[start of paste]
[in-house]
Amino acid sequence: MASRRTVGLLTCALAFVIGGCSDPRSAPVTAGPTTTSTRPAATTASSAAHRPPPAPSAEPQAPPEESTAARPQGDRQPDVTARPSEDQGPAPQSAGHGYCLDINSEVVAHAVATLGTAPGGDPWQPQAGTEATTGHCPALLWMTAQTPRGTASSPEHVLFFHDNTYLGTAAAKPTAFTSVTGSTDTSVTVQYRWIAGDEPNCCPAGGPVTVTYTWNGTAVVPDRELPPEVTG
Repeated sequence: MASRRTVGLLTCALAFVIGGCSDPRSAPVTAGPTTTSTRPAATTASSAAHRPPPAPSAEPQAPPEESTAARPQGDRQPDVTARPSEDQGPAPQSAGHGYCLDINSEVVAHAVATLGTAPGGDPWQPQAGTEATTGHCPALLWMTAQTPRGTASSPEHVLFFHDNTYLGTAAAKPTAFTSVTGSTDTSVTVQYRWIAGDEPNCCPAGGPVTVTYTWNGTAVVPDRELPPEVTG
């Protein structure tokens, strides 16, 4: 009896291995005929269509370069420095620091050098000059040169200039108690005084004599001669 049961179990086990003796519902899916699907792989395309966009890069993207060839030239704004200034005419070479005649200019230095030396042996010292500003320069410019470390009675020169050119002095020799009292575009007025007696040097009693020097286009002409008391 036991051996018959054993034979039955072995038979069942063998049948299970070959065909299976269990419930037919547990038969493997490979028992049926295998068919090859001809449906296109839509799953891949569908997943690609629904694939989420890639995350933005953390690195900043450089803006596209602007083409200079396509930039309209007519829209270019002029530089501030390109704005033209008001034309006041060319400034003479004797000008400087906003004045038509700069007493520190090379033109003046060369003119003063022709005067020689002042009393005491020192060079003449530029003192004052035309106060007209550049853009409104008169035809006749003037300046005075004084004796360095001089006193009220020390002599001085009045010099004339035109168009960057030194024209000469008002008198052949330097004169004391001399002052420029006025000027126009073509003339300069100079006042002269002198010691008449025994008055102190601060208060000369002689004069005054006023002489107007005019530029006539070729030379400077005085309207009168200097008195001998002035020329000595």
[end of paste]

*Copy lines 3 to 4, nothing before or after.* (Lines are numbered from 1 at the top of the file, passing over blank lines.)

Repeated sequence: MASRRTVGLLTCALAFVIGGCSDPRSAPVTAGPTTTSTRPAATTASSAAHRPPPAPSAEPQAPPEESTAARPQGDRQPDVTARPSEDQGPAPQSAGHGYCLDINSEVVAHAVATLGTAPGGDPWQPQAGTEATTGHCPALLWMTAQTPRGTASSPEHVLFFHDNTYLGTAAAKPTAFTSVTGSTDTSVTVQYRWIAGDEPNCCPAGGPVTVTYTWNGTAVVPDRELPPEVTG
């Protein structure tokens, strides 16, 4: 009896291995005929269509370069420095620091050098000059040169200039108690005084004599001669 049961179990086990003796519902899916699907792989395309966009890069993207060839030239704004200034005419070479005649200019230095030396042996010292500003320069410019470390009675020169050119002095020799009292575009007025007696040097009693020097286009002409008391 036991051996018959054993034979039955072995038979069942063998049948299970070959065909299976269990419930037919547990038969493997490979028992049926295998068919090859001809449906296109839509799953891949569908997943690609629904694939989420890639995350933005953390690195900043450089803006596209602007083409200079396509930039309209007519829209270019002029530089501030390109704005033209008001034309006041060319400034003479004797000008400087906003004045038509700069007493520190090379033109003046060369003119003063022709005067020689002042009393005491020192060079003449530029003192004052035309106060007209550049853009409104008169035809006749003037300046005075004084004796360095001089006193009220020390002599001085009045010099004339035109168009960057030194024209000469008002008198052949330097004169004391001399002052420029006025000027126009073509003339300069100079006042002269002198010691008449025994008055102190601060208060000369002689004069005054006023002489107007005019530029006539070729030379400077005085309207009168200097008195001998002035020329000595």